Interview: Mikhail Gerchuk of MTS

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With 51% of fixed provider Comstar, MTS is preparing to sell bundled services through its own outlets. Mikhail Gerchuk hints at the new strategy

MTS looks for integration with Comstar to drive Russia’s internet penetration

Mikhail Gerchuk: A year ago we were just a mobile
operator. Now we are a convergent operator

Mobile operator MTS is ready to start promoting quadruple-play services to its customers across Russia, following its acquisition of a controlling stake in fixed network Comstar UTS.

Comstar is still officially an independent entity, but MTS owns 62% and is in effective control, and the company is using its shareholding to ensure that the management teams are aligned so that Comstar and MTS are increasingly working together, says Mikhail Gerchuk, the chief commercial officer of MTS.

Russia still has low internet penetration, at only 30%, says Gerchuk, and broadband is just 8%. So the company believes there is considerable scope to use MTS’s outlets and market presence to promote fixed services as part of the bundle. MTS is using the motto 3I, he adds: “For internet, innovation and integration.”

At the same time MTS is continuing to build up its 3G network. Construction started in May 2008 but the network is now being expanded. Mobile data still relies largely on 2G-based Edge technology, at least outside Moscow. The company is moving towards confirming LTE for its 4G strategy, even though Comstar has some WiMax infrastructure within Moscow.

“Our bet is now 3G and LTE,” says Gerchuk. “We launched 3G in Moscow at the end of 2009. We now have it operating in 57 cities and we are actively building up coverage. There is still a lot of work to do, but we plan to have 6,000 3G base stations in place at the end of this year.”

The company uses largely Nokia Siemens Networks infrastructure, with a sprinkling of Ericsson and Huawei in some locations.

On the fixed side, MTS is looking to acquire a number of small regional players to add to Comstar. “Fixed broadband in Russia is very fragmented,” says Gerchuk. In December 2009 it bought Eurotel, a Russian long-distance network with 19,500 kilometres of fibre through the country, more than doubling the size of MTS’s backbone.

But the biggest innovation in terms of marketing has been the creation of a network of more than 3,000 MTS shops across the country, “and we’ve launched MTS-branded handsets”, he adds. “This is a significant innovation. There is no history in Russia of operators selling their own handsets”, and MTS is unusual among Russian operators in having its own-branded retail system.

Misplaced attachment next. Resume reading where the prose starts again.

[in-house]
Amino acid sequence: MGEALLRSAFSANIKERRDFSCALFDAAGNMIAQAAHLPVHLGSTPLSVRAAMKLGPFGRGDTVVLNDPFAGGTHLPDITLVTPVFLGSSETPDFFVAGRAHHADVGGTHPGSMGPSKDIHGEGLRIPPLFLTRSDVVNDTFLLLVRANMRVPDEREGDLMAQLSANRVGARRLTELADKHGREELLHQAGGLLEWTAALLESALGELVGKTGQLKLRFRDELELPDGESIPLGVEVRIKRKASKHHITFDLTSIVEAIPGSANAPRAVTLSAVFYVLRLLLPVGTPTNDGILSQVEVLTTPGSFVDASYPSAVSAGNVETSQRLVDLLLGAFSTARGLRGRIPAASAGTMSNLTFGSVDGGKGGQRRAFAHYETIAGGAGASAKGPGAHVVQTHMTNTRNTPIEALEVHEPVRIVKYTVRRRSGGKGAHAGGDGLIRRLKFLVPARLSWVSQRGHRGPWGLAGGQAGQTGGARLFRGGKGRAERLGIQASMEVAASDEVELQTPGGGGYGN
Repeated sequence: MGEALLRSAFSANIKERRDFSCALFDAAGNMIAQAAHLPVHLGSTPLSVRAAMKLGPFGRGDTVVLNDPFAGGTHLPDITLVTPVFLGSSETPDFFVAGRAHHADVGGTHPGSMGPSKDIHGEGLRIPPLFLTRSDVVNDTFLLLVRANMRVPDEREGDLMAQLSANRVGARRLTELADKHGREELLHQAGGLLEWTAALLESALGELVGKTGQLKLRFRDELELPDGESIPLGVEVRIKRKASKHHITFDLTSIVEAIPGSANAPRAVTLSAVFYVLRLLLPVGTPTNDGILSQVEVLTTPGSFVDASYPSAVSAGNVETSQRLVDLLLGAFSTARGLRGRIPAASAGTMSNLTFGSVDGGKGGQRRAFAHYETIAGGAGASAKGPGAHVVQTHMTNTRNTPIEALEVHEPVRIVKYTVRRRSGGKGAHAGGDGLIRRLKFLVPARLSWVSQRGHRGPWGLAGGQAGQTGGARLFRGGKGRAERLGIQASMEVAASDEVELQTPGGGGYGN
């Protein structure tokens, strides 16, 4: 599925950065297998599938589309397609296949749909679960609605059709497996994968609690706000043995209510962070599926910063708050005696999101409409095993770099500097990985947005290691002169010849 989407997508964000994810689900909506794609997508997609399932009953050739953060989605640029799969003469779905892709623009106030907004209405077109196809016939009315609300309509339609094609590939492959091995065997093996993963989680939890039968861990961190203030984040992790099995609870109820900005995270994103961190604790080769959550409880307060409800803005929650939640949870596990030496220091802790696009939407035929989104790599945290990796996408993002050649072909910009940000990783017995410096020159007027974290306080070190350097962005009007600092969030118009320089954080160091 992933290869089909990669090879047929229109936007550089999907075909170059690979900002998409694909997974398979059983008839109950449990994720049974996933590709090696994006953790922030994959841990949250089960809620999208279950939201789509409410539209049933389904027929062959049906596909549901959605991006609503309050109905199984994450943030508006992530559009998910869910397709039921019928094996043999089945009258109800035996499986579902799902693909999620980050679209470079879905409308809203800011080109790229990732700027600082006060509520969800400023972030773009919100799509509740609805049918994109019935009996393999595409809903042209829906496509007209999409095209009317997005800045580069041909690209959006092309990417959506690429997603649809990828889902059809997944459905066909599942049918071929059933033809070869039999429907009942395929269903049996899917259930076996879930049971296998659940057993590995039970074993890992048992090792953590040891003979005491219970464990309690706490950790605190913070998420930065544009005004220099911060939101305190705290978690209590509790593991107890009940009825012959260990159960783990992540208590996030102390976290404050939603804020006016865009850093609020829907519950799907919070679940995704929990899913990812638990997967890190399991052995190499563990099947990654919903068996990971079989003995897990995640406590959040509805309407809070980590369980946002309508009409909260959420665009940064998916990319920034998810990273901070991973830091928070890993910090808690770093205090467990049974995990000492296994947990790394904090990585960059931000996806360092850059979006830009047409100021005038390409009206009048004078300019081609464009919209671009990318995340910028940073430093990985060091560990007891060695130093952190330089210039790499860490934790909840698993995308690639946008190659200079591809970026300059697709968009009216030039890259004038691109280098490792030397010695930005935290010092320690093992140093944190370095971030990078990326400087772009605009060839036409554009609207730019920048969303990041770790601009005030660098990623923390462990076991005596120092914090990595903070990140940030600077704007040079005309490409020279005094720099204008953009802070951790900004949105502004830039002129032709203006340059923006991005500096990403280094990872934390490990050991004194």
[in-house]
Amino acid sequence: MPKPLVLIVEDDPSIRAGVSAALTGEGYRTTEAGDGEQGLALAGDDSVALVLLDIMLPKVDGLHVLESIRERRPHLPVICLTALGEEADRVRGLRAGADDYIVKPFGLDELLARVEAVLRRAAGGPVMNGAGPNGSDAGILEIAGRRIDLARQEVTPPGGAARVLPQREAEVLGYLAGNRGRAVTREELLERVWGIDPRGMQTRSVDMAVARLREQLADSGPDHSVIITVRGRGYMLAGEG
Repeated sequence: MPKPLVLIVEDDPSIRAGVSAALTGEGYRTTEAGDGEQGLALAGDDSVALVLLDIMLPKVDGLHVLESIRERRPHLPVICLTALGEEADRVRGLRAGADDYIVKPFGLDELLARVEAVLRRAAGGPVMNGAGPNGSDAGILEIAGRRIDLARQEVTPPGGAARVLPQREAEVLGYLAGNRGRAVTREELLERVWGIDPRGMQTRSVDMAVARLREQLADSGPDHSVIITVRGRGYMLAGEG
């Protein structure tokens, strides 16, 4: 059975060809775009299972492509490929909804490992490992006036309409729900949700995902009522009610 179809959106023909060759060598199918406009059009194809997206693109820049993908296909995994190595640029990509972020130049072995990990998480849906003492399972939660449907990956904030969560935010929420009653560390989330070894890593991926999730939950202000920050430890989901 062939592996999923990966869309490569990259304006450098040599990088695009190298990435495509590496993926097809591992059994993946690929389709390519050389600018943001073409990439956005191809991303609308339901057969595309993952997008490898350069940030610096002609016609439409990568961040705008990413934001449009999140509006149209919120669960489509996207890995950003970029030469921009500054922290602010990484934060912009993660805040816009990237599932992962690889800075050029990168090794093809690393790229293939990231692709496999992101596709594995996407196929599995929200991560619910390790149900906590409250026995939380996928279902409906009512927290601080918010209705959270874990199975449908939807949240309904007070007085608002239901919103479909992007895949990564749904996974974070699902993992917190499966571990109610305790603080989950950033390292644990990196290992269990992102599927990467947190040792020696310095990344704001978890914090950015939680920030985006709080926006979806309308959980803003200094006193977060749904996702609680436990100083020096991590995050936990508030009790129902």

“Both of these moves have been successful,” says Gerchuk. “Our market share is growing, and we have 15% of sales through our own shops. Our objective is 30%.”

And MTS-branded handsets have accounted for 15% of handset sales in those shops, he adds. “In December 2009 the MTS-brand handset was one of the top 10 handsets in Russia, though it was available only in those 3,000 stores.”

The MTS stores will be a natural outlet for Comstar broadband services, he indicates. Under the MTS brand? “That’s commercially sensitive information,” he smiles. Gerchuk is a member of Comstar’s board, he notes. But 38% of Comstar belongs to other shareholders, “so it is a separate legal entity” but there is a board of directors and an integration committee looking at such issues.

“There is a plan to launch bundles soon,” says Gerchuk. “A year ago we were just a mobile operator. Now we are a convergent operator, with 3G, fixed broadband, fixed voice and -- from Comstar -- TV services.” A new TV outlet is MTS’s own site,, which offers movies, music and games to the public.

Meanwhile MTS is attempting to move Russia into the credit card era with a branded MasterCard, run in association with Citibank, and a Visa card, with Raifeissenbank.

“Credit card ownership is low, and Russia is still largely a cash economy,” adds Gerchuk. As a result, MTS has evolved ways of paying for online content on via mobile bills, even though content is viewed on the PC as well as mobile devices, with a high degree of interoperability.

“We want to work with Comstar to produce a set-top box so our customers can watch the content on TV as well,” he adds. The integration with Comstar, though still under negotiation and a subject to some sensitivity, clearly has some advantages. “MTS is the single most popular Russian brand across all categories. We are one of the most powerful global brands, and 86% of our customers say they would trust MTS for fixed broadband.” MTS “is by far the strongest” and a deal “will create a synergistic effect”.

One unit that will not be rebranded is MGTS, the Moscow City telephone company, which is owned by Comstar but has much local loyalty. “MGTS stays as MGTS,” he confirms.

But MTS “is uniquely positioned” in the Russian market, where there is considerable potential. “It’s one of the fastest growing markets.”

Meanwhile MTS is trying a loyalty programme, under which customers earn bonus points for calls, texts and internet access, that can be redeemed from a catalogue. “We’re creating an ecosystem of loyalty. You’ll be able to earn bonus points when you buy handsets and you’ll be able to redeem your points against handsets.”

Russia has a huge appetite for internet access, he concludes: any internet, whether fixed or mobile. “And MTS is uniquely positioned,” he concludes. GTB